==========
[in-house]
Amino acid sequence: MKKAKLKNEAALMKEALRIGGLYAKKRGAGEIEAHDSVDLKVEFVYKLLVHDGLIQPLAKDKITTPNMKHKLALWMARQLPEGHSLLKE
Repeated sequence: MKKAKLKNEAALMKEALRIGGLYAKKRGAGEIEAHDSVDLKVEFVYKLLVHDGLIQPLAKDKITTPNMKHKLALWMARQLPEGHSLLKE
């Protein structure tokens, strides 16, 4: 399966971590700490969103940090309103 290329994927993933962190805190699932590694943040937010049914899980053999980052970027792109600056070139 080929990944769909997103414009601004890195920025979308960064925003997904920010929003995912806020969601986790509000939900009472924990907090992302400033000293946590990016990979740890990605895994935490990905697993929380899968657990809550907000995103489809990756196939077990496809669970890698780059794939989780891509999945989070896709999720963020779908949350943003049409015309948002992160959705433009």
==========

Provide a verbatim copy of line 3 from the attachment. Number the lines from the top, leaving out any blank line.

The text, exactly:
Repeated sequence: MKKAKLKNEAALMKEALRIGGLYAKKRGAGEIEAHDSVDLKVEFVYKLLVHDGLIQPLAKDKITTPNMKHKLALWMARQLPEGHSLLKE